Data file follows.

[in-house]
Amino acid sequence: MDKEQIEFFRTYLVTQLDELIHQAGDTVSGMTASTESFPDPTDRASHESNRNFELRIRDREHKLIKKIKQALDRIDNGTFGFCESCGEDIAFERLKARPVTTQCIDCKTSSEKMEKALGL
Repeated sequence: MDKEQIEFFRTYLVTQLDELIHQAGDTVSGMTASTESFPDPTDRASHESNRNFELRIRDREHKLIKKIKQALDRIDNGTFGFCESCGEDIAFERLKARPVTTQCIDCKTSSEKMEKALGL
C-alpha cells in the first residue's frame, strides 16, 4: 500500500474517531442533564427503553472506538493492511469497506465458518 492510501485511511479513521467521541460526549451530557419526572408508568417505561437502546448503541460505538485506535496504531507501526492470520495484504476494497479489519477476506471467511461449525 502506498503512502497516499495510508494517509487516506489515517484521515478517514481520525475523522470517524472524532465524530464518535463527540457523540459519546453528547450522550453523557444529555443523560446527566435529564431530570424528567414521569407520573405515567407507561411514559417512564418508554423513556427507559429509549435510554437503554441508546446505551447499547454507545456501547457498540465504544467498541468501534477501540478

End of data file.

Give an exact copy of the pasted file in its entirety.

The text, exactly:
[in-house]
Amino acid sequence: MDKEQIEFFRTYLVTQLDELIHQAGDTVSGMTASTESFPDPTDRASHESNRNFELRIRDREHKLIKKIKQALDRIDNGTFGFCESCGEDIAFERLKARPVTTQCIDCKTSSEKMEKALGL
Repeated sequence: MDKEQIEFFRTYLVTQLDELIHQAGDTVSGMTASTESFPDPTDRASHESNRNFELRIRDREHKLIKKIKQALDRIDNGTFGFCESCGEDIAFERLKARPVTTQCIDCKTSSEKMEKALGL
C-alpha cells in the first residue's frame, strides 16, 4: 500500500474517531442533564427503553472506538493492511469497506465458518 492510501485511511479513521467521541460526549451530557419526572408508568417505561437502546448503541460505538485506535496504531507501526492470520495484504476494497479489519477476506471467511461449525 502506498503512502497516499495510508494517509487516506489515517484521515478517514481520525475523522470517524472524532465524530464518535463527540457523540459519546453528547450522550453523557444529555443523560446527566435529564431530570424528567414521569407520573405515567407507561411514559417512564418508554423513556427507559429509549435510554437503554441508546446505551447499547454507545456501547457498540465504544467498541468501534477501540478